Health

Germany shuts three of its last six nuclear plants

The
government decided to speed up the phasing out of nuclear power following
Japan’s Fukushima reactor meltdown in 2011 when an earthquake and tsunami
destroyed the coastal plant in the world’s worst nuclear disaster since
Chernobyl in 1986.

The reactors
of Brokdorf, Grohnde and Gundremmingen C, run by utilities E.ON and RWE, shut
down late on Friday after three and half decades in operation.

The last
three nuclear power plants – Isar 2, Emsland and Neckarwestheim II – will be
turned off by the end of 2022.

Preussen
Elektra, which runs the Brokdorf and Grohnde plants, said in a statement on
Saturday the two had been shut down shortly before midnight on Friday. RWE said
the Gundremmingen C plant also stopped generation on Friday evening.

PreussenElektra
CEO Guido Knott thanked staff for their commitment to safety: “We have
made a decisive contribution to the secure, climate-friendly and reliable
supply of electricity in Germany for decades.”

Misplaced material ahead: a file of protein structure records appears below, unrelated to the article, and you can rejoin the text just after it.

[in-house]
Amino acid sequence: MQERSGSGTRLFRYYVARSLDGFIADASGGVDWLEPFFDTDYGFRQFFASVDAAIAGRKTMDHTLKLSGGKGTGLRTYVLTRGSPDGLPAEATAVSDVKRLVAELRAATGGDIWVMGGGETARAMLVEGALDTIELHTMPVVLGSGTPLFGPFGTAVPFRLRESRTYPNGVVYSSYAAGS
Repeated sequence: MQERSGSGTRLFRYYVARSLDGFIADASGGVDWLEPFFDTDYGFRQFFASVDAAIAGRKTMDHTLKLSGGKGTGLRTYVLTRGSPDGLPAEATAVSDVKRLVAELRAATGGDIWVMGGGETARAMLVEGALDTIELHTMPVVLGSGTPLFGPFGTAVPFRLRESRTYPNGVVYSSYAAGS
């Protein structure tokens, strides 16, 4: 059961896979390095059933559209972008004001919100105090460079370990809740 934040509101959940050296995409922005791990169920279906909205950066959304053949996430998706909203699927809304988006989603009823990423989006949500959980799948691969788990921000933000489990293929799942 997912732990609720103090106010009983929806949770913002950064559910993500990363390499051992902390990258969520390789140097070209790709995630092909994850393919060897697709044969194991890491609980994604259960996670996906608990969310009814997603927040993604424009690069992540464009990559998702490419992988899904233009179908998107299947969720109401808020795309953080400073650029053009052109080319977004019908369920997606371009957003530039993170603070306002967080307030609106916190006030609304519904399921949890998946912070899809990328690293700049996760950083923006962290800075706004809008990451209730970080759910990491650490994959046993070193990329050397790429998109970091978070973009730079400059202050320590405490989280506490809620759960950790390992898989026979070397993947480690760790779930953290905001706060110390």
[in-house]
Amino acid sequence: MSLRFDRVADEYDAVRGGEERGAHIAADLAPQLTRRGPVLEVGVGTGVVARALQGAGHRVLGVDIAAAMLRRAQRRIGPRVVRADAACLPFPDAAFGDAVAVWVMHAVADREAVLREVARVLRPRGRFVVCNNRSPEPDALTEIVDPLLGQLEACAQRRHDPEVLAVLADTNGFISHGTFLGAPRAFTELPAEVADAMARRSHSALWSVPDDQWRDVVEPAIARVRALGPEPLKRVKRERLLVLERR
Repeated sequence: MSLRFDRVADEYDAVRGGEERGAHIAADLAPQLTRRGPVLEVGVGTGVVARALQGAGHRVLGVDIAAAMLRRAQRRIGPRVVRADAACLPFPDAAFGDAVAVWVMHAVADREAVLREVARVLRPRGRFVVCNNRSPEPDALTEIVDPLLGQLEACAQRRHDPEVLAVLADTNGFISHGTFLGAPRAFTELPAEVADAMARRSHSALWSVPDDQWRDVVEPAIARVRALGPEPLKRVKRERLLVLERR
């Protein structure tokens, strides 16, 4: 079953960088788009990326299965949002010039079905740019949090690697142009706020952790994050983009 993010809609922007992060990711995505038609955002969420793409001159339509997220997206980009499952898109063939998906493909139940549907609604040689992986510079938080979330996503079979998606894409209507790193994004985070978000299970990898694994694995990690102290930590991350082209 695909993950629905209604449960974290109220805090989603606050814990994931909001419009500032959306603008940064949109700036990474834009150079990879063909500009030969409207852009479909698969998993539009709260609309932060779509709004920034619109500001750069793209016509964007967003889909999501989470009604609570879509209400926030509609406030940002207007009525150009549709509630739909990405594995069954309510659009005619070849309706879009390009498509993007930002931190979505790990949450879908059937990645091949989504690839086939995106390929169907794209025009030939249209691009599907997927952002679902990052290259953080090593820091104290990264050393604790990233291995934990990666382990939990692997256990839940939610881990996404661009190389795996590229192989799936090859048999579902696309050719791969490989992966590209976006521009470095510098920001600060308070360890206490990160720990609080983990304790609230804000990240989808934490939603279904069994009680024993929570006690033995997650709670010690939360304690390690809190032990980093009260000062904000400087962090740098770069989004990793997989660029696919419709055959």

The
phase-out of an energy deemed clean and cheap by some is an irreversible step
for Europe’s biggest economy even as it faces ambitious climate targets and
rising power prices.

The six
nuclear power plants contributed to around 12 percent of electricity production
in Germany in 2021, preliminary figures showed. The share of renewable energy
was almost 41 percent, with coal generating just under 28 percent and gas
around 15 percent.

Germany aims
to make renewables meet 80 percent of power demand by 2030 by expanding wind
and solar power infrastructure.

Japan’s
government on Tuesday mapped out a plan for releasing contaminated water from
the crippled Fukushima nuclear plant into the sea, angering neighbouring China
and South Korea.

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